It’s hard to believe that it was only 5 months ago that SpaceX launched its very first Dragon capsule that was part of the Commercial Resupply Services contract they had with NASA. It was an unqualified success with everything from the launch to capture and finally to docking going as smoothly as you could possibly expect. Even more impressive was the fact that they accomplished this feat no more than 5 months after their previous ISS rendezvous attempt aptly demonstrating that they are very capable of meeting their aggressive timelines, something which many hardened arm chair space nuts like myself were initially sceptical of.
Today brings news of another successful flight of the SpaceX Dragon capsule, dubbed CRS-2, which has just docked at the International Space Station. Just like previous missions it’s been loaded quite lightly carrying 677KGs of playload which is about 10% of its total combined (pressurized and unpressurised) capacity. The vast majority of this is taken up with science experiments with crew supplies and replacement parts making up the lesser half. This is also the first time that the unpressurised section of the Dragon capsule has been used which is where the spare station parts were contained. These will be unloaded during an EVA whilst the Dragon is docked at the ISS.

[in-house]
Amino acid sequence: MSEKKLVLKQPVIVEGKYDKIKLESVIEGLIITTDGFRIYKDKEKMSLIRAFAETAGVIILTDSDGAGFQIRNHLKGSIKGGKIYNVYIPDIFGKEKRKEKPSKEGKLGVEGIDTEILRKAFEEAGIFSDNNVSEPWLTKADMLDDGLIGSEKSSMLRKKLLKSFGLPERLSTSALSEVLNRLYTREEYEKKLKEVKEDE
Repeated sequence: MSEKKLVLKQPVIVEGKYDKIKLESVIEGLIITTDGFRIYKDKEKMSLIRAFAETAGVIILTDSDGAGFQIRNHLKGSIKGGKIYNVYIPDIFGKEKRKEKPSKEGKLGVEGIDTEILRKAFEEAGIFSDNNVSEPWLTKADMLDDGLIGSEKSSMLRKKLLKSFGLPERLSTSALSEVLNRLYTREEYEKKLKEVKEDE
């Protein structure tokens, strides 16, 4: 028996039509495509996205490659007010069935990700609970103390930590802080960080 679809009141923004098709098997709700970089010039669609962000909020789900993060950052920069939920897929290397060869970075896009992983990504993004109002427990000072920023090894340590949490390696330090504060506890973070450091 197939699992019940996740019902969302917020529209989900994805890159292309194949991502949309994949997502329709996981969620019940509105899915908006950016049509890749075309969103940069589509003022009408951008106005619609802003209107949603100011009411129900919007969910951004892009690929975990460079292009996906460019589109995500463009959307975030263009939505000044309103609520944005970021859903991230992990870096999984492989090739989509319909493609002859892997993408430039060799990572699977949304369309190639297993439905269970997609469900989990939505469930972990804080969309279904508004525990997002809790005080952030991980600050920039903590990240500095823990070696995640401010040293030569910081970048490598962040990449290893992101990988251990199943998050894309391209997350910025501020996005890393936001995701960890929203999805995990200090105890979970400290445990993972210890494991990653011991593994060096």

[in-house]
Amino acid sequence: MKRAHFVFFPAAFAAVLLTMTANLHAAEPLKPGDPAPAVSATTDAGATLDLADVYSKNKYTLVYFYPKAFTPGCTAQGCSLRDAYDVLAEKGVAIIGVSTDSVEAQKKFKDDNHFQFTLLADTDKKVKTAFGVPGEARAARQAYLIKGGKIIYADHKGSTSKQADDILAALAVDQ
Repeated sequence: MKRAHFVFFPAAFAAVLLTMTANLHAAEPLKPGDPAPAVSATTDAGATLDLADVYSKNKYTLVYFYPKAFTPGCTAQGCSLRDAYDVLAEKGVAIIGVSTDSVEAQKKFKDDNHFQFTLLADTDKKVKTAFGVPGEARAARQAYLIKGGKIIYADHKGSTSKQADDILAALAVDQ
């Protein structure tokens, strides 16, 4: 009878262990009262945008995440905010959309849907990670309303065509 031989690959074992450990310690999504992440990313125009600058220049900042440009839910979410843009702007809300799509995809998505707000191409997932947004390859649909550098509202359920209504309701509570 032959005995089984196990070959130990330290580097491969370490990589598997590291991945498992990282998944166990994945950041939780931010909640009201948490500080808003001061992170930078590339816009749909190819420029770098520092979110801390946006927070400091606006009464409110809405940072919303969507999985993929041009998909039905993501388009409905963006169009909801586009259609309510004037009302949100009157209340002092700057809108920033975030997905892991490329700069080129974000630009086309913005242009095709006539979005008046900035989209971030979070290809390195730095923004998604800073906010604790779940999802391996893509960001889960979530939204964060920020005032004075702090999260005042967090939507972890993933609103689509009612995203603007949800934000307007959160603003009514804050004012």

CRS-2’s flight up wasn’t without some significant drama that threatened to send it plummeting back to earth. Whilst the initial launch was fine and second stage separation was completed (an area in which SpaceX has had troubles in the past) 3 of the 4 rocket pods contained on the Dragon craft reported insufficient pressurization in their oxidizer system. This in turn triggered another safety system which stopped the solar panels from deploying, a safety mechanism designed to protect the craft in an unsuccessful booster stage separation scenario. In this state the Dragon would not be able to berth with the ISS and would likely end up plummeting back to earth in a most ungraceful fashion.
The Dragon’s internal systems were then overridden and the rocket pods were allowed to continue pressurizing. Shortly afterwards 2 rocket pods were deemed active and the solar panels were deployed. Not long after that all 4 rocket pods were reporting proper pressurization and were brought back online. Whilst not a catastrophic failure it did push back the schedule by a day meaning CRS-2 didn’t dock until early this morning.
With this most recent launch SpaceX has shown just how reliable they can be as they’ve hit a launch every 5 months for almost a year. It might not sound like much but comparing that to any other launch system demonstrates just how far SpaceX has come in the comparatively short time they’ve been a company. With this all in mind it’s looking pretty good that they’ll be able to make their 2015 deadline of putting people into orbit which, considering that the replacement from NASA is a long way off, is extremely impressive.